Ian Sidden http://iansidden.com Sat, 25 Apr 2015 16:38:23 +0000 en-US hourly 1 http://wordpress.org/?v=4.2 ☸ Premiere: Saul http://iansidden.com/2015/04/premiere-saul/ http://iansidden.com/2015/04/premiere-saul/#respond Sat, 25 Apr 2015 16:38:23 +0000 http://iansidden.com/?p=5403 Tonight is the premiere of Handel’s Saul at Theater Dortmund. It’s a great choral work, and I’ve loved getting to sing this music. Toi toi toi to all involved!

Heute Abend findet die Premiere von Saul, das große Händel Oratorium, in Opernhaus Dortmund statt. Es ist ein großes Chorstück, und es macht mir Spaß Händel wieder zu singen. Ein Herzliches toi toi toi allen Beteiligten!

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<![CDATA[Link: Soundcheck: Celebrating 50 Years Of Musical Incompetence]]> http://iansidden.com/2015/04/soundcheck-celebrating-50-years-of-musical-incompetence/#respond Fri, 24 Apr 2015 06:27:42 +0000 http://iansidden.com/?p=5397


With the 50th anniversary of one of the most finely-mistuned, hilarious parody acts approaching, Peter Schickele joins Soundcheck to talk about how to make serious music funny, and how to take funny music seriously. Schickele plays back some of that first PDQ Bach performance, and offers several favorite moments from the long and checkered history of musical comedy.

Source: Celebrating 50 Years Of Musical Incompetence – Soundcheck

This was a ton of fun.

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☸ Update to German Learning Morning: FSI http://iansidden.com/2015/04/update-to-german-learning-morning-fsi/ http://iansidden.com/2015/04/update-to-german-learning-morning-fsi/#comments Mon, 13 Apr 2015 10:03:22 +0000 http://iansidden.com/?p=5377 Screen Shot 2015-04-13 at 11.11.06

In the past few months, as part of my German morning reading, I’ve read several full books of comics in German including three Asterix books and one giant Lucky Luke volume. In the past week, I’ve pivoted back to using the Foreign Service Institue German course.

However, it’s not just reading. These are courses developed by the US government for diplomats and which are now in the public domain. The course comprises dialogues and then exercises where you alter sentences or just try to say the translation as quickly as possible. Each accompanying audio track is between 20 and 30 minutes, and if you want to feel like you’ve worked your brain to exhaustion, then this will do it.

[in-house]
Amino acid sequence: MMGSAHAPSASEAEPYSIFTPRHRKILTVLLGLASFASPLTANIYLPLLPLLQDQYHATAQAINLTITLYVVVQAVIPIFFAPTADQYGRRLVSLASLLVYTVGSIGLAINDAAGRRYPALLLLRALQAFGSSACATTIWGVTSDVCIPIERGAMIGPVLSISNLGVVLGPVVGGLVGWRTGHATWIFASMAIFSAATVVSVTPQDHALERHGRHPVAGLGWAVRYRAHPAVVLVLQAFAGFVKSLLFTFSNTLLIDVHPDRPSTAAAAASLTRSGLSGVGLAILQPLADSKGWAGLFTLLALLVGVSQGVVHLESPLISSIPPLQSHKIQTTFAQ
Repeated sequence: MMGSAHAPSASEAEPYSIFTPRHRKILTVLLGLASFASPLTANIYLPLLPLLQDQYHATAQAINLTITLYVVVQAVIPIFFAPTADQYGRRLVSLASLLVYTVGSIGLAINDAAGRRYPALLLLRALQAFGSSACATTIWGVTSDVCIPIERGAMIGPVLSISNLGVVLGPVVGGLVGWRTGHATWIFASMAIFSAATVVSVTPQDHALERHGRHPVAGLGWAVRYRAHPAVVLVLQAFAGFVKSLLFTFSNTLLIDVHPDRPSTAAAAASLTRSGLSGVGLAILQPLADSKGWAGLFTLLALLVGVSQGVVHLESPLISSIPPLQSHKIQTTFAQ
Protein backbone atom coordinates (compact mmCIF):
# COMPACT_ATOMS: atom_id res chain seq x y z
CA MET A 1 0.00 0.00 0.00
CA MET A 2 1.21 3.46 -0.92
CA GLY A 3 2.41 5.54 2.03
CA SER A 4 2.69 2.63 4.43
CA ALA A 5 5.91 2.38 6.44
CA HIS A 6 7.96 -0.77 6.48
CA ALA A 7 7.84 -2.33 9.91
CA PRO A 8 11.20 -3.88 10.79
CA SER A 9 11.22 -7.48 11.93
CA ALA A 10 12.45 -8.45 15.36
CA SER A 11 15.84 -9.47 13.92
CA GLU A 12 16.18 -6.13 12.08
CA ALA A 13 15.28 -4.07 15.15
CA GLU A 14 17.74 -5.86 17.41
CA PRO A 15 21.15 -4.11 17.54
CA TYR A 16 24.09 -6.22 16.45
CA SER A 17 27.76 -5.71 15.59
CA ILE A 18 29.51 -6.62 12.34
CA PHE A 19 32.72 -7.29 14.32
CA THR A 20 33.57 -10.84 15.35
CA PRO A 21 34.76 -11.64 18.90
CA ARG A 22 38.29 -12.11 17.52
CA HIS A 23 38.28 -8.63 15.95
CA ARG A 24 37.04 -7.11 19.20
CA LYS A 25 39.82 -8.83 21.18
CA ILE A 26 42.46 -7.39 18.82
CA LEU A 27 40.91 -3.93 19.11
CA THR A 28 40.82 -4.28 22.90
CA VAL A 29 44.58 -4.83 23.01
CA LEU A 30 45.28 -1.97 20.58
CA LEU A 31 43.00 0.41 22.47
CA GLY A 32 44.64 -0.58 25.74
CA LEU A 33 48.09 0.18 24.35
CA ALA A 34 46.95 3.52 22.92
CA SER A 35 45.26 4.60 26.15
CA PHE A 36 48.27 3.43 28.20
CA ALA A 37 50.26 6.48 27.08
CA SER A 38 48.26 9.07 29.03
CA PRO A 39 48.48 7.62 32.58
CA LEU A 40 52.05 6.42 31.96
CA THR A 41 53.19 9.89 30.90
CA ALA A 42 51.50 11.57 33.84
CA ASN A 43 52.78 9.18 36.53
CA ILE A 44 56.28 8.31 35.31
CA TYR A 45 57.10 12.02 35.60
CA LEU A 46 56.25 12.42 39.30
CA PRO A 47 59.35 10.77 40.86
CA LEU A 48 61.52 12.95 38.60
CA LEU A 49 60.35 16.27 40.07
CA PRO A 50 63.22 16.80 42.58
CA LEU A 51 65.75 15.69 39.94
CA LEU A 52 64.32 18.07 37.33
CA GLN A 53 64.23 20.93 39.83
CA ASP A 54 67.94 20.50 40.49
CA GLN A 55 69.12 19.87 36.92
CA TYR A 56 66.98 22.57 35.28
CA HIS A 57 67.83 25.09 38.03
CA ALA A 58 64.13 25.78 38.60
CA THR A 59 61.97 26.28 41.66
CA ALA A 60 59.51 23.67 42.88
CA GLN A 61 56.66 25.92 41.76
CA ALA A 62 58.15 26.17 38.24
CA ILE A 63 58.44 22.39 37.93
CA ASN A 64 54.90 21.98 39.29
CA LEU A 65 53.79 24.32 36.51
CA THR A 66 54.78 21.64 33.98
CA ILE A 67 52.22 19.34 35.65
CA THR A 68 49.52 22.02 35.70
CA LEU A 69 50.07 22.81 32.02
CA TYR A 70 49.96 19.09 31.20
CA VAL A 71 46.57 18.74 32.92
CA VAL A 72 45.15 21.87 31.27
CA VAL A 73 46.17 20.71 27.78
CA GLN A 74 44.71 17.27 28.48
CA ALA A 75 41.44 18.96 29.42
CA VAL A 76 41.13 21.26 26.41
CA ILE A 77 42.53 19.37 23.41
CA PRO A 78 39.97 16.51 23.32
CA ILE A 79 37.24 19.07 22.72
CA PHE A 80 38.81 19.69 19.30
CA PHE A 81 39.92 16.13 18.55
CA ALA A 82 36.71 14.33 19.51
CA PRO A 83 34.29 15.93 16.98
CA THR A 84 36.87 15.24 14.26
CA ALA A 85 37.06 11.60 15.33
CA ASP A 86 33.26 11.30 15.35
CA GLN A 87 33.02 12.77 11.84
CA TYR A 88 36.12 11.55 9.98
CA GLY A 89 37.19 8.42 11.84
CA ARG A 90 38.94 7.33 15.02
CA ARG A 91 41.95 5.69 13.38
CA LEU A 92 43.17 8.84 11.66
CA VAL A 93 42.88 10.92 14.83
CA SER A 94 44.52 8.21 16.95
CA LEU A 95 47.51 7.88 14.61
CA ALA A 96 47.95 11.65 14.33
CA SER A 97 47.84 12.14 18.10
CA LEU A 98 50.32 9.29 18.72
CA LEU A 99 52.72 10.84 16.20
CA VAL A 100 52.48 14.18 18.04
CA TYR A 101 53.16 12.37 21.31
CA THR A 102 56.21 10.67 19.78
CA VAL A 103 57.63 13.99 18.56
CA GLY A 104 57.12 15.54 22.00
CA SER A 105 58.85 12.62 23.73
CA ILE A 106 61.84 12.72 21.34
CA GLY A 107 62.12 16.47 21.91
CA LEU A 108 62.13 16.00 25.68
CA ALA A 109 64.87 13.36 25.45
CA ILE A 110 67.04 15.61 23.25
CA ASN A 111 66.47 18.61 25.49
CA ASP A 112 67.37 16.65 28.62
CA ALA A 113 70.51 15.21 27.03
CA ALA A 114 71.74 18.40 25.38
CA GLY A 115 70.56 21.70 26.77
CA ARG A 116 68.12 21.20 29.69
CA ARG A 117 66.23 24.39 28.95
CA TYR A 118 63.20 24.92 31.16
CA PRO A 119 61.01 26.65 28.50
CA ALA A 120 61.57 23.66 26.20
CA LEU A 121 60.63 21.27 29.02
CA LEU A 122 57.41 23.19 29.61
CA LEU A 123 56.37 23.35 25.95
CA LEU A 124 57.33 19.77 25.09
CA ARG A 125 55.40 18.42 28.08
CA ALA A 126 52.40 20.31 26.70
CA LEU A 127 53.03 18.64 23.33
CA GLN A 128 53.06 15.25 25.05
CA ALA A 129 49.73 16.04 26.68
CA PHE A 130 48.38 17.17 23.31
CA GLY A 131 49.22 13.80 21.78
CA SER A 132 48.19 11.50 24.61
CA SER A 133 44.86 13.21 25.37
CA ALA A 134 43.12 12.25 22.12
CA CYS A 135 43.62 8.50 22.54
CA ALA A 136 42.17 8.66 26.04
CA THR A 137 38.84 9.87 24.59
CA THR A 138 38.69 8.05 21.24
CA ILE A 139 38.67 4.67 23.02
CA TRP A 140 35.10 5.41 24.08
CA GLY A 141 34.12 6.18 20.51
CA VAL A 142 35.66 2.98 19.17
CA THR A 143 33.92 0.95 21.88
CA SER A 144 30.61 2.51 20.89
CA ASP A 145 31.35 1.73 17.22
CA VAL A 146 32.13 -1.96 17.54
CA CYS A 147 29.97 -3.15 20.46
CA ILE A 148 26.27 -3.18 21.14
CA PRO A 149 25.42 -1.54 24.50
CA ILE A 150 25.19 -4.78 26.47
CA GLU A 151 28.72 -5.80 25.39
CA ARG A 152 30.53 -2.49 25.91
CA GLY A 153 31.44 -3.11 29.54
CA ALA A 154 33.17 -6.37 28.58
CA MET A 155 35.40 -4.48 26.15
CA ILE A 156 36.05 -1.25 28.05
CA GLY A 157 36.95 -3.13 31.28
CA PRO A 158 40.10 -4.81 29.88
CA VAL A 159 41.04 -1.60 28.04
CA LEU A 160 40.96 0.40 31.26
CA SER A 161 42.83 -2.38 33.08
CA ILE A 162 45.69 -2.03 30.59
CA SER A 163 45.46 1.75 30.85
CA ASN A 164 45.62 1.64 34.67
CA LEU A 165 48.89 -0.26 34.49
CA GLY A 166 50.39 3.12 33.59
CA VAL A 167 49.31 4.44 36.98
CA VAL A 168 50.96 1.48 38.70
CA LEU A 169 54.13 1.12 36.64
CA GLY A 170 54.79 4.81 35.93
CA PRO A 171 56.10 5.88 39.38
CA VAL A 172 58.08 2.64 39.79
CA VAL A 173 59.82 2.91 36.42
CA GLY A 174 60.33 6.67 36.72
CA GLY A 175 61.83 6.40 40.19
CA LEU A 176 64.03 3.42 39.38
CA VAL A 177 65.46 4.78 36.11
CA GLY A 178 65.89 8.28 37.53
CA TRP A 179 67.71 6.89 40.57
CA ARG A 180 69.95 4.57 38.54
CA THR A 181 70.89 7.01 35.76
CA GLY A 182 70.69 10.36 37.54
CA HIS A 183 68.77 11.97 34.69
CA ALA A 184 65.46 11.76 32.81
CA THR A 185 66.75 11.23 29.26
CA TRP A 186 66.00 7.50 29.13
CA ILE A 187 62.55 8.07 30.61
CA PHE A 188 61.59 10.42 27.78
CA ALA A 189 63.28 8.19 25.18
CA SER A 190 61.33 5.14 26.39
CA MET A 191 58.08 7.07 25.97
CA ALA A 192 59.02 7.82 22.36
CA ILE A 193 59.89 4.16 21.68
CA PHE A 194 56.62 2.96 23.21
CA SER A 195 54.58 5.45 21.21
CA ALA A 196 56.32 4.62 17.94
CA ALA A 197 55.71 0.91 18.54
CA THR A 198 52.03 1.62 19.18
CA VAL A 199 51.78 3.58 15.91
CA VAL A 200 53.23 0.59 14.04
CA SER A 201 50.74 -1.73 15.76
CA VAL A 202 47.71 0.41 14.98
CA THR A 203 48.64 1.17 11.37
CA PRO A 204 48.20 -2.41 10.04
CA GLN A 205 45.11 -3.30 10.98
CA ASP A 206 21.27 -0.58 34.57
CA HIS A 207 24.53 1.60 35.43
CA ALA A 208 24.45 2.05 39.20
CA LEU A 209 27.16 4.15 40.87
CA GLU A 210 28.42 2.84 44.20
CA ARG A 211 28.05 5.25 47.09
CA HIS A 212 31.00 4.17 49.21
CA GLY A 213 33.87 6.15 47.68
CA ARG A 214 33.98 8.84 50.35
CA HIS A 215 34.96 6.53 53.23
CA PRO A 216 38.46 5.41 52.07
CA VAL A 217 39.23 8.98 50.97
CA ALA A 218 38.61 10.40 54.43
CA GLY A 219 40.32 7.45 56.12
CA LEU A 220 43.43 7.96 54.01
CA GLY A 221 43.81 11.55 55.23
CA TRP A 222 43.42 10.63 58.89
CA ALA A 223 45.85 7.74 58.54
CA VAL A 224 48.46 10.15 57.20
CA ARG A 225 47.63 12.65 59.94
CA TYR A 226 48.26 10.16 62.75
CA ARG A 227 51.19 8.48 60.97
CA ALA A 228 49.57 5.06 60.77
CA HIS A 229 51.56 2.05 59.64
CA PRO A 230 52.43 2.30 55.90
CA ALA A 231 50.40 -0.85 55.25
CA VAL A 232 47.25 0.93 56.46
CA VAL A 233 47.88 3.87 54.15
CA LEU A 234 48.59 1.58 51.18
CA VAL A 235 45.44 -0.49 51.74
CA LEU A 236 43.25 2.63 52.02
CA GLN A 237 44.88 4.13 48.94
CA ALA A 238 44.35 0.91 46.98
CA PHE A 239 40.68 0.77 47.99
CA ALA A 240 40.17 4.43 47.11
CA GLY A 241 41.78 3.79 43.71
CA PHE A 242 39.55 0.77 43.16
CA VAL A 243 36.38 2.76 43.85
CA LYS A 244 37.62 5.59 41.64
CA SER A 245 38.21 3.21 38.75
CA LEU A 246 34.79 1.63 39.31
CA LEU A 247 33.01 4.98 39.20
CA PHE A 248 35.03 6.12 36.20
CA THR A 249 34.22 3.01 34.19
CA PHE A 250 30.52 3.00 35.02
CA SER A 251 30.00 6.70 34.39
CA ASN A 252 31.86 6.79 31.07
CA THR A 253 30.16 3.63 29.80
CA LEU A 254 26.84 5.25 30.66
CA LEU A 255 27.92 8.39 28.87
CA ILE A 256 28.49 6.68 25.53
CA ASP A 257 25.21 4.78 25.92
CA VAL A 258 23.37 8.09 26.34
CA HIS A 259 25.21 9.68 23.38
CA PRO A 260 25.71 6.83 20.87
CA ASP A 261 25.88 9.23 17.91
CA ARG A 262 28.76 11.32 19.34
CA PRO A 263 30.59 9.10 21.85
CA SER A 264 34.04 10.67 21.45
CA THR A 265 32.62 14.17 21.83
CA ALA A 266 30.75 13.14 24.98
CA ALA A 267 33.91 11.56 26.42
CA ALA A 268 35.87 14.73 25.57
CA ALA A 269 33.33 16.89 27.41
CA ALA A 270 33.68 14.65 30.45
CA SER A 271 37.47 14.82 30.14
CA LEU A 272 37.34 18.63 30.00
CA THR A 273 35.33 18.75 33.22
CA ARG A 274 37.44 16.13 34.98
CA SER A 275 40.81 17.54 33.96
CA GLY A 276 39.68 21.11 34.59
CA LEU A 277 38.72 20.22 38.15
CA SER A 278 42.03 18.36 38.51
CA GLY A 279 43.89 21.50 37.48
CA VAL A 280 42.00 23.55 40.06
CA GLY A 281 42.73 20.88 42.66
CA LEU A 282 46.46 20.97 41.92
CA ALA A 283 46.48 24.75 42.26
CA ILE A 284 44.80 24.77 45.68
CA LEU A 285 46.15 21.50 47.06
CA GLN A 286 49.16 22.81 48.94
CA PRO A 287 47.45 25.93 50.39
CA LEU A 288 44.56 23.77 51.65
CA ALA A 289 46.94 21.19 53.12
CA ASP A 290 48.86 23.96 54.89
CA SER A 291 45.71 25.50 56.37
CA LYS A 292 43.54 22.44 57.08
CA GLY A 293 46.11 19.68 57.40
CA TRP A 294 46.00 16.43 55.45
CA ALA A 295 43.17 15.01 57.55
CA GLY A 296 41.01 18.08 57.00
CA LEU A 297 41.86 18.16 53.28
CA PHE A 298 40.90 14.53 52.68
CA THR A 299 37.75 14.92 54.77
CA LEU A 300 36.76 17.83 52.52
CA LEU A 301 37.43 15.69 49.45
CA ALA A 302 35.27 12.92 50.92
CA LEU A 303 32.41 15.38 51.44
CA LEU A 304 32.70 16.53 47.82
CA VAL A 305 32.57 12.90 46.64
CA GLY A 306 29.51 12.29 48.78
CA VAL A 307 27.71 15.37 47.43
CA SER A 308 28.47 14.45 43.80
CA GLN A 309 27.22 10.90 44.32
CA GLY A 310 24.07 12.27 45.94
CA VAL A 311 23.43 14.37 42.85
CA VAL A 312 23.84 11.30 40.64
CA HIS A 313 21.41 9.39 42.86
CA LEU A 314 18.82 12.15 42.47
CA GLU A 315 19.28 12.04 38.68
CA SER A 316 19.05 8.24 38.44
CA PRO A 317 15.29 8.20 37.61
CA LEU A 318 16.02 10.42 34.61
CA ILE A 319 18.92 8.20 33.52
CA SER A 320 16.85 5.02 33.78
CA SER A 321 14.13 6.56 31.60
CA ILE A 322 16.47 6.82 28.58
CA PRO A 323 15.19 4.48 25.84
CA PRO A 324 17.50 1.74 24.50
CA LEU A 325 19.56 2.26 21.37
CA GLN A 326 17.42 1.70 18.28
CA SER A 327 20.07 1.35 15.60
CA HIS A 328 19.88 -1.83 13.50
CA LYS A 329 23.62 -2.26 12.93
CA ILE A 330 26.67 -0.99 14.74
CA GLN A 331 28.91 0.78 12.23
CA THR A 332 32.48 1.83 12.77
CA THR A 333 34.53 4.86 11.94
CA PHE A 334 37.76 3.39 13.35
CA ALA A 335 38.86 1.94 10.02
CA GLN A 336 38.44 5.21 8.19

This is a tedious way to learn to be sure, but I did this faithfully before moving to Germany, and it was invaluable. When you begin speaking the translations fluently without thinking too hard and without pauses, then it can feel very good. The course is brilliant at drilling sentence structure and flow into your mind, and the vocabulary is usually very useful. I also find that it makes certain concepts, such as the cases (nominative, dative, accusative, genitive), feel instinctive in a way I never got from other learning methods. I can also use their pre-made vocabulary lists at the end of each unit for my morning journaling. Any extra words still get added to my monthly Evernote note.

There are a few negatives about using the FSI German course, of which you should be aware:

  • They use some outdated words, and you have to be careful using them. I’ve never heard anyone refer to a bus as an “Omnibus” or a taxi as a “Taxe”, even though those are legitimate words. And I would never refer to anyone as “Fräulein”, even though the speakers of the FSI course do regularly. This is Mad Men era German, and you should have other sources to provide you with more modern language.
  • The audio quality is very degraded, and sometimes it can be hard to understand what the readers are saying without reading along, which sometimes defeats the purpose.
  • Again, because this is Mad Men era German, it’s very male dominant. It’s usually men speaking to other men about business. When women are around, they tend to be secretaries or housewives.
  • The vocabulary is very tilted towards diplomatic relations. There’s lots of talk about embassies and consul generals and such, which is irrelevant to most people.

Nevertheless, I still find them valuable. Even with the limitations listed above, most of the situations are still situations you’ll find yourself in in modern Germany.